My name is Tatyana Atkinson, and I am a non-driver. I never learned how to drive. I grew up in Atlanta and Washington DC, where public transportation supported me well enough not to need to learn the skill.
Upon moving to Ohio as a student at John Carroll University in 2015, I immediately understood that I had been taking my access to reliable, affordable, and timely public transit for granted. To begin with, the campus is not directly connected to transit. This immediately felt isolating as a student who wanted to not just stay on campus, but be an actual part of Cleveland’s communities.
As a working student paying my way through school, I got a job interviewing transit riders in Cleveland through the Ohio Student Association where hundreds of community members responded that a lack of service on top of rising fares were their biggest concerns as riders.
As a Black woman, I want to support other Black women in my community, and public transportation was not only lacking for me, but Black mothers, students, and workers who had been living here much longer than I have. I found out that in the decade prior to my moving to Cleveland, service had already been cut 30%. And by the end of 2015, Cleveland’s RTA was both cutting service, and increasing fares- again. I also learned that as a state, Ohio ranks among the lowest in terms of funding for public transportation.
Funding public transit seems like a no-brainer, but it has simply not been accessible for me as someone without a car here in Cleveland. As a worker, I often have to walk to work or find a ride, because I cannot rely on the bus. Without reliable, affordable, and timely transit, getting around takes so long. It becomes almost impossible to get anywhere on time. Service can be so unreliable that one never knows if the bus will actually come. Again, this isn’t just an issue for me, but for Black people in my community. There is no economic ‘recovery’ until it reaches All of Us. So when it comes to funding the bus to show up? That would be a major improvement to my quality of life, and for the people of Cleveland.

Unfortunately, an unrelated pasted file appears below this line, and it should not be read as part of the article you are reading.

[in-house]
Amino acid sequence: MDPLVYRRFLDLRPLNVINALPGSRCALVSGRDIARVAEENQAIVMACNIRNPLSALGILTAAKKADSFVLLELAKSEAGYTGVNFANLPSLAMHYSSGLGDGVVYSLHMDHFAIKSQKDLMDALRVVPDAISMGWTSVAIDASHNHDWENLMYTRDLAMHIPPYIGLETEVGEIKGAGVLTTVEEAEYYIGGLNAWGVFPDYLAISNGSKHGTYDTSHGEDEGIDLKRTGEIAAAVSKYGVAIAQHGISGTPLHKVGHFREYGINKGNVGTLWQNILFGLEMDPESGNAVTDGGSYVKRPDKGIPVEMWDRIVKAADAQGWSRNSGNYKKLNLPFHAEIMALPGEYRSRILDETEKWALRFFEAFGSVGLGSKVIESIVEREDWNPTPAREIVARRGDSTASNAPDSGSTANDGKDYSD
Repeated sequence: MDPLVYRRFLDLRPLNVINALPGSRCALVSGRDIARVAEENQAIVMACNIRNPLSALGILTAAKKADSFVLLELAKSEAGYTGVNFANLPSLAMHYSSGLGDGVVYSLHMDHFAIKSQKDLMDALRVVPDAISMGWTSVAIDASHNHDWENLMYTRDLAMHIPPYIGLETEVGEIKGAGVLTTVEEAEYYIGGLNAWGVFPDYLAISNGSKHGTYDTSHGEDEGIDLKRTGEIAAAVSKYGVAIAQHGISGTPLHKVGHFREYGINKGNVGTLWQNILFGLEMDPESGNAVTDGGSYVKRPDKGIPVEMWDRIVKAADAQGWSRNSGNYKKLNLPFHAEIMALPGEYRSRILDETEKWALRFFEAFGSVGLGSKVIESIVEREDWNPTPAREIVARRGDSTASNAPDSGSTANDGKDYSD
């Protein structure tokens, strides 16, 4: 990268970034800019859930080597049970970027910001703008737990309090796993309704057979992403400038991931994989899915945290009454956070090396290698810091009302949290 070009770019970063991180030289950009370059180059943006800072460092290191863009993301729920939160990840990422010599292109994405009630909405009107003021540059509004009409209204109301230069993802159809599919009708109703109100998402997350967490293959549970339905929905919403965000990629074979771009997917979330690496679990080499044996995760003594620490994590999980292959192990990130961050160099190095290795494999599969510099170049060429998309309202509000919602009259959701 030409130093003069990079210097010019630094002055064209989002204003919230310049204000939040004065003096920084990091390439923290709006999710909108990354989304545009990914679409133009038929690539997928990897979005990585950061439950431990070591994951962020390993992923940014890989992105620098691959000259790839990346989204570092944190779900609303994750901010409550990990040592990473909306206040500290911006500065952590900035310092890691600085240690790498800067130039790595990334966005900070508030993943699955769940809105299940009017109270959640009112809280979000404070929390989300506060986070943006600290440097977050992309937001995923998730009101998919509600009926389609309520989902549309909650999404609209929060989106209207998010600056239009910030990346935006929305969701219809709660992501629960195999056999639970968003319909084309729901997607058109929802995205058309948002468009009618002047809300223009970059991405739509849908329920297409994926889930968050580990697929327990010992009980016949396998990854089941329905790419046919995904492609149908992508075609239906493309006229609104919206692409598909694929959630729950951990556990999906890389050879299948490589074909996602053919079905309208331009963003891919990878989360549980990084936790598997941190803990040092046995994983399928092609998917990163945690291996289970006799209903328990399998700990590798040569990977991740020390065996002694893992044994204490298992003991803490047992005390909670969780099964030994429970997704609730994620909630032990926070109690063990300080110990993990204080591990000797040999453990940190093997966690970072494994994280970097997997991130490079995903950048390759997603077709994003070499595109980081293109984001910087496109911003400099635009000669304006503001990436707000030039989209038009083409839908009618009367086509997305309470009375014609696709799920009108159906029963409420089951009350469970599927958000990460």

“Transit Stories” is a series of real-life experiences with public transit in the U.S. Every Tuesday, we will feature the first-hand experience of public transit riders from across the country in this short newsletter. From large cities to small towns, we will document the experiences of the millions of users of busses, trains, ferries, and other forms of public transit in the US. Public transit is essential to our communities, to cooling the planet, to advancing equity. Transit is essential to our very lives.
This year there is a unique opportunity for the country to make a historic investment in public transit funding to help the country build back better. This story and all the others will be archived at transitjustice.org. For media inquiries, contact Doug Gordon, firstname.lastname@example.org.